Across eight states in eight days, the nation’s winningest solar car team from U-M will defend its title this month in the American Solar Challenge that includes an overnight stop in its hometown.
The student team is vying for its seventh first-place finish and fourth consecutive championship. The North American contest has been held roughly every other year since 1990, when U-M won the inaugural event with a car called Sunrunner.
This year, the team will race Quantum, its lightest-ever vehicle that finished third in the World Solar Challenge in Australia last fall. Quantum weighs a full 200 pounds less than its most recent predecessor, and it is 30 percent more aerodynamic. The team of mostly undergraduates designs and builds a new car every two years.
The 1,650-mile American race starts in Rochester, N.Y., on Sunday, July 14, and ends in St. Paul, Minn. Compared with previous routes, the path cuts through more cities and towns, and that could mean a tighter contest. In 2010, U-M finished two hours before its nearest competitor.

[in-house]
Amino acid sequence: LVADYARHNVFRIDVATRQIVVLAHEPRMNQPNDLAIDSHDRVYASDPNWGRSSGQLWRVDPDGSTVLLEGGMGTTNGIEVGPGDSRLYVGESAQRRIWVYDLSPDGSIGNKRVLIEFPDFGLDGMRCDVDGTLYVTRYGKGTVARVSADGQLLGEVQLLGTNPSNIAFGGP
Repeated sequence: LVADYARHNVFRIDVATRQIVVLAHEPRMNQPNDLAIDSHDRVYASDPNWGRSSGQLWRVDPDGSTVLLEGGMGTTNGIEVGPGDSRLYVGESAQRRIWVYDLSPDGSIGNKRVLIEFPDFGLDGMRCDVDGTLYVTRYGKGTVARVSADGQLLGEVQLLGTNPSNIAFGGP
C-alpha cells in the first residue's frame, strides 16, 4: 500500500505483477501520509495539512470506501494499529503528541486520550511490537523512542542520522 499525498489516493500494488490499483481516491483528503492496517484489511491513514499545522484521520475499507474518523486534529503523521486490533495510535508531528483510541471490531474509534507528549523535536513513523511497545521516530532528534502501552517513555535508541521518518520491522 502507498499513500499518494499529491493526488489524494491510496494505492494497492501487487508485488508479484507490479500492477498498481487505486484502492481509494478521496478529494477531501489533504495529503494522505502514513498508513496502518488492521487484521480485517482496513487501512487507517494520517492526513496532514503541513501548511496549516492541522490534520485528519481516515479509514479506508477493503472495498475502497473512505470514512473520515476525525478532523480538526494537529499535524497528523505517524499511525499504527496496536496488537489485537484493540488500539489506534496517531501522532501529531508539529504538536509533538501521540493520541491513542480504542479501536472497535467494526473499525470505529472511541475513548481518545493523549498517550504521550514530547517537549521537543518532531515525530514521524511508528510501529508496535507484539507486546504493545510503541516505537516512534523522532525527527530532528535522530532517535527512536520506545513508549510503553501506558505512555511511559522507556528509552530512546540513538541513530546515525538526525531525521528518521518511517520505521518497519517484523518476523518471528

For the first time, the race will go through Ann Arbor in an overnight stop on July 16.
“It will be nice to show the other teams where we’re from,” says Mazur, a Commerce native who was a driver in the last American race and also in the world race in 2011.
Jeff Kopmanis, application programmer senior at the Center for Space Environment Modeling, College of Engineering, on his job: “I make the Web front-ends (that) make it possible for ordinary people to run these very sophisticated tools.”